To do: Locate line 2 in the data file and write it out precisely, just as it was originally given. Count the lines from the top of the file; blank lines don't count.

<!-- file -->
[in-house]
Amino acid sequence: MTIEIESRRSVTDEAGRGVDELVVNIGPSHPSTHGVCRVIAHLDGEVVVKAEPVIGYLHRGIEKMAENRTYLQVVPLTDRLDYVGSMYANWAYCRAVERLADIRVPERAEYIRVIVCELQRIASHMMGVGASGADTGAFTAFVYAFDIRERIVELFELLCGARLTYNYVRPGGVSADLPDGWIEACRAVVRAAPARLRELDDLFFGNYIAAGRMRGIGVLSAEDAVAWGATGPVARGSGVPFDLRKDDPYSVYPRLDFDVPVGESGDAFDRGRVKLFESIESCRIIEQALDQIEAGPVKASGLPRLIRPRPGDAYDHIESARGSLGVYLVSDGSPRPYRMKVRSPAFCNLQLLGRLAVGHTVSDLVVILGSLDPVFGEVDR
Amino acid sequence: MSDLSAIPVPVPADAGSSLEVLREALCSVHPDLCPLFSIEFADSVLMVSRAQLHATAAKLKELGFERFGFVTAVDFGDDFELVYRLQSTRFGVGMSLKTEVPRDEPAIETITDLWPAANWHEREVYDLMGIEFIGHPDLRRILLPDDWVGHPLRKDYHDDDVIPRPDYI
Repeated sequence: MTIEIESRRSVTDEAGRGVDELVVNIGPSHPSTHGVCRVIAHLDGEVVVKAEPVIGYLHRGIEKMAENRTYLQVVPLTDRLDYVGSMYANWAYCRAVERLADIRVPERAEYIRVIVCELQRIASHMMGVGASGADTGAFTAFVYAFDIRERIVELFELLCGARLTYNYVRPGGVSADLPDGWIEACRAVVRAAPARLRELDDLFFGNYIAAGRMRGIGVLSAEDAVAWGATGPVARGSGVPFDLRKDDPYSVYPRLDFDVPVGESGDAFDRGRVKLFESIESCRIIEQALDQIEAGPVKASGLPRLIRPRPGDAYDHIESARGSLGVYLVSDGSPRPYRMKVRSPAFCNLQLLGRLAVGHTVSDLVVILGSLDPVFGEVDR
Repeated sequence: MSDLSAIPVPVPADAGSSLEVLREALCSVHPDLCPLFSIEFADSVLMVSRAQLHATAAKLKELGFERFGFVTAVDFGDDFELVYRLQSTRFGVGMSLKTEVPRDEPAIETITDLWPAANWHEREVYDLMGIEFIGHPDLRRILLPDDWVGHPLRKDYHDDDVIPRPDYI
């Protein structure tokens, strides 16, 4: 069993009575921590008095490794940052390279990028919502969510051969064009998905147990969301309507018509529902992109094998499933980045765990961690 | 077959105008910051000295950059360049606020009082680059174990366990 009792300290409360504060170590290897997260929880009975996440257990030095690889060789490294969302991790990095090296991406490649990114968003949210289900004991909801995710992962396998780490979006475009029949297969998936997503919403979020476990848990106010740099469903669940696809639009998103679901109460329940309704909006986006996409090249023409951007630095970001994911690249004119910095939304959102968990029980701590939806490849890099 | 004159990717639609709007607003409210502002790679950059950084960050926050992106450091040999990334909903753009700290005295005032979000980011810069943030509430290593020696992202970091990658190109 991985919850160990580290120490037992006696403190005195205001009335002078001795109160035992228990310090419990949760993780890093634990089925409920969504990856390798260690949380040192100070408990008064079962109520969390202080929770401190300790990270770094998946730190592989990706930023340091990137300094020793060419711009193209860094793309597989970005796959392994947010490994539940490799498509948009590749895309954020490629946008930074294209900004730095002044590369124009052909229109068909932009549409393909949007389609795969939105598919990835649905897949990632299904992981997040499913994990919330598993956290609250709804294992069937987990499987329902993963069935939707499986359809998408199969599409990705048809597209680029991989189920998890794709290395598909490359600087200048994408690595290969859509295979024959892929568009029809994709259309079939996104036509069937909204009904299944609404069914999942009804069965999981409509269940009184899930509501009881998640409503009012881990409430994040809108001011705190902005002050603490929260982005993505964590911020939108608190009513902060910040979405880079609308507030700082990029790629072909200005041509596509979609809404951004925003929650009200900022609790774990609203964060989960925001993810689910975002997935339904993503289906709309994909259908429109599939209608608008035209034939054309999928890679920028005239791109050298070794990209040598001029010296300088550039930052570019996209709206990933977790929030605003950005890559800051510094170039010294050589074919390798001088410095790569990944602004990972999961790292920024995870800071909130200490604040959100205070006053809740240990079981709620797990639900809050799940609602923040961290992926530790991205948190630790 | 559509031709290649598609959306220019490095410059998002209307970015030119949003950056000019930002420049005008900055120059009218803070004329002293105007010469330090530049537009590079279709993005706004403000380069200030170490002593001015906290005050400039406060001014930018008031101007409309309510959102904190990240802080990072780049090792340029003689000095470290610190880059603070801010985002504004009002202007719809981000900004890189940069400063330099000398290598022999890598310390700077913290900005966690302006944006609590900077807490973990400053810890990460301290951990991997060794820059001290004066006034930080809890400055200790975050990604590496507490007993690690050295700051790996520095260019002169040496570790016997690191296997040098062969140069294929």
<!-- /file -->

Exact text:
Amino acid sequence: MTIEIESRRSVTDEAGRGVDELVVNIGPSHPSTHGVCRVIAHLDGEVVVKAEPVIGYLHRGIEKMAENRTYLQVVPLTDRLDYVGSMYANWAYCRAVERLADIRVPERAEYIRVIVCELQRIASHMMGVGASGADTGAFTAFVYAFDIRERIVELFELLCGARLTYNYVRPGGVSADLPDGWIEACRAVVRAAPARLRELDDLFFGNYIAAGRMRGIGVLSAEDAVAWGATGPVARGSGVPFDLRKDDPYSVYPRLDFDVPVGESGDAFDRGRVKLFESIESCRIIEQALDQIEAGPVKASGLPRLIRPRPGDAYDHIESARGSLGVYLVSDGSPRPYRMKVRSPAFCNLQLLGRLAVGHTVSDLVVILGSLDPVFGEVDR